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Posted at: Jul 8, 2018, 12:40 AM; last updated: Jul 8, 2018, 1:44 AM (IST)

Her line of control

Jasmine Singh
Patrolling, gate management, frisking, guarding the ambush posts, women personnel in the BSF are an integral part of the force

Jasmine Singh in Amritsar

Sunita Choudhary from Rajasthan and Dhanashri from Maharashtra are back after their long patrolling duty along the border in Roranwala village, Amritsar. Thereafter, the two slip into their parade uniforms and black boots. Sunita and Dhanashri, BSF constables posted at Kahangarh border outpost (BOP), are leading the Flag Down march at the Attari border today.

During the parade, the crowds break into cheers when they see these young constables marching. After the parade, the two go back to their frisking duty at the Kisan guard gate. “The schedule is gruelling, but our duty gives us a sense of pride. And where pride is involved, nothing else matters,” echo the two constables.

Women in the BSF came in as a pilot project in 2008. It was mainly a functional requirement. While the BSF male staff posted at the Kisan guard gate would frisk men, who had land on other side of the fence, a need was felt to have female staff to frisk the women. Women from the village were requested to volunteer till the BSF recruited their own female staff.

Since 2008, the number of women in the BSF, along the Punjab border, has gone up to nearly 800. Women BSF personnel are not only manning the border but also in charge of the gate management. “BSF women personnel come from all parts of the country. There is no separate battalion for them. A woman constable perform the same set of duties as a male constable,” says JS Oberoi, VSM, DIG, BSF, Amritsar.

From border guarding duties at the observation and ambush post to patrolling, gate management, frisking, these staff members perform the same duties as their male counterparts.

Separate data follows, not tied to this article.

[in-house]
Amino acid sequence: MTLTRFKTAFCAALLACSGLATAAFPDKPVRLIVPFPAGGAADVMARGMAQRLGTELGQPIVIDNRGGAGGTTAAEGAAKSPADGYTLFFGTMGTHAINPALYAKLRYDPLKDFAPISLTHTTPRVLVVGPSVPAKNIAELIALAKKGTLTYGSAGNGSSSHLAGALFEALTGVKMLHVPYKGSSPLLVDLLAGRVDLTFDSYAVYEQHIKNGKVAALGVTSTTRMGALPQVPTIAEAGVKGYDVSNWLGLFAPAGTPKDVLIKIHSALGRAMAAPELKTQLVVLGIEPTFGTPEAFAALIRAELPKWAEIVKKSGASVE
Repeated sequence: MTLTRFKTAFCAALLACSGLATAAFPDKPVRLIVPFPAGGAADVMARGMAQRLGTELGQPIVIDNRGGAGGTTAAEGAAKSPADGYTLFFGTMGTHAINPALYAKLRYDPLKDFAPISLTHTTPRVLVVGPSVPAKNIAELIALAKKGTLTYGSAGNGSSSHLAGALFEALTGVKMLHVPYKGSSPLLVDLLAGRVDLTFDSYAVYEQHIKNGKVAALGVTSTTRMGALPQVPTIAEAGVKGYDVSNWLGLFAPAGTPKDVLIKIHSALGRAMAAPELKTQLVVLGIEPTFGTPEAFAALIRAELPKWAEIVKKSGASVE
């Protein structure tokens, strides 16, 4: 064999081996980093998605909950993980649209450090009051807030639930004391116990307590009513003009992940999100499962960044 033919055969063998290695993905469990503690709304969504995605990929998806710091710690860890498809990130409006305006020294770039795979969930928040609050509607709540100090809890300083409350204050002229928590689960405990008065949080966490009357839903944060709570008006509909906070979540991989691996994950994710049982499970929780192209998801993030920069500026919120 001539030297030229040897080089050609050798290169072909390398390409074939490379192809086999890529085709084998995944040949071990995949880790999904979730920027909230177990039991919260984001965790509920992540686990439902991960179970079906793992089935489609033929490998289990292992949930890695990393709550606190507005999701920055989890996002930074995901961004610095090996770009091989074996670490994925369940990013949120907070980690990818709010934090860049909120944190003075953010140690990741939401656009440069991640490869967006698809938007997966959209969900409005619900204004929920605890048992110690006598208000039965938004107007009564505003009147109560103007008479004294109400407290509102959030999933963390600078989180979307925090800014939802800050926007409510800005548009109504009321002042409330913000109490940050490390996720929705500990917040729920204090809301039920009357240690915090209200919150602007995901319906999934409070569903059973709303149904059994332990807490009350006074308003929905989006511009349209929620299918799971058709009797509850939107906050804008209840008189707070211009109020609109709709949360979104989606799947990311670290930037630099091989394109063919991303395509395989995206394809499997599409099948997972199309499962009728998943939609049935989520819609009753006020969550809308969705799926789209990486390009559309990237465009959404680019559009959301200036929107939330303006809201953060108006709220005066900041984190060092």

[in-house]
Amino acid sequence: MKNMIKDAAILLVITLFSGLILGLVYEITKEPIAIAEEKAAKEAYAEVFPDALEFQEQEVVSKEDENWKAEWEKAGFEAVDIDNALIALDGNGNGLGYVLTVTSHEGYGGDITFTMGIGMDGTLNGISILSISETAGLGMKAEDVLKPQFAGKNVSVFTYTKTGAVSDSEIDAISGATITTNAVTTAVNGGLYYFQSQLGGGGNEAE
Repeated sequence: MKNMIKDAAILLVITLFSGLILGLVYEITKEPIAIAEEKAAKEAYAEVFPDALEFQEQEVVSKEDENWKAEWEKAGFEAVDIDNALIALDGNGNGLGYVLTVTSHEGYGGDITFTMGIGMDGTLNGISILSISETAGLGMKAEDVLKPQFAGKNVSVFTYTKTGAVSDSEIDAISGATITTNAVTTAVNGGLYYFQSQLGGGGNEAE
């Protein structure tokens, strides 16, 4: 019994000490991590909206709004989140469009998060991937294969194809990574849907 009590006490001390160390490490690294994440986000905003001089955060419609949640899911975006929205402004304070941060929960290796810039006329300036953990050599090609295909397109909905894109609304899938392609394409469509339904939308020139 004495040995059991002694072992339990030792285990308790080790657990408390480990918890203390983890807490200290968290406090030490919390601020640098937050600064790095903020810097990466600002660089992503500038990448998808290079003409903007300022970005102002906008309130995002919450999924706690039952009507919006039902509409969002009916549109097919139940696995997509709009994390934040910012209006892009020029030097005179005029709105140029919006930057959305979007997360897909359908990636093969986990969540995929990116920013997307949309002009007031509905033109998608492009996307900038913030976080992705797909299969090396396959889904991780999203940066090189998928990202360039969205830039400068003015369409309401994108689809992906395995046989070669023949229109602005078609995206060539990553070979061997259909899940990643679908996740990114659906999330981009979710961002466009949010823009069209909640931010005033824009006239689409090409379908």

“Capable of taking on the enemy, she is an authorised strength and an integral part of the platoon,” Oberoi adds. 

And it is with this sense of pride that Nitika Malik Sub-Inspector GD (General Duty) from Sonepat, posted at Kahangarh border out post, wakes up every morning. A 2016 batch girl, this is Nitika’s first posting. As a youngster, she admired women in uniform and yearned to be one of them.

“Today, I am,” says this courageous BSF personnel, who likes to watch films and news in her free time.

Patrolling at the vulnerable zero line, Nitika has to keep her eyes and ears open. She has orders to retaliate if she finds any suspicious movement. 

“The enemy doesn’t see gender. A target is a target for them,” says Nitika confidently. The sub-inspector shows no signs of fatigue, even after a long day. “I knew what I was getting into. After all, with uniform comes the responsibility,” she adds.

The sentiment is shared by women constables Dilraj Kaur from Fazilka and Gurmeet Kaur from Ferozepur, who are buddy partners in patrolling. Holding sophisticated guns in their hands and equipped with night-vision cameras, the two patrol the border in the morning and at night. Their life revolves around patrolling and frisking. Whenever there is a dull moment, the two remind themselves of how much they wanted to be a part of the forces. The buddy partners do not interact much while patrolling but off duty the two like to check out the latest in movies, fashion, music and enjoy taking selfies.

“We are always in uniform — the only time we get to wear normal clothes is when we go home. That’s good enough for us,” they say. The women say they do not want to be treated any different from the men but a smile lights up their face when they say, “Our request for leave, however, is treated on a priority basis.”

The presence of women constables has already made a difference, says Additional DG, Western Command, Kamal Nayan Choubey. He adds, “The recruitment of women in combat roles is not only a symbol of women empowerment but also an emphatic statement of breaking the glass ceiling. Women are as effective in border guarding and border domination as their male counterparts. So, there is no  gender differentiation when classifying responsibilities in the BSF.

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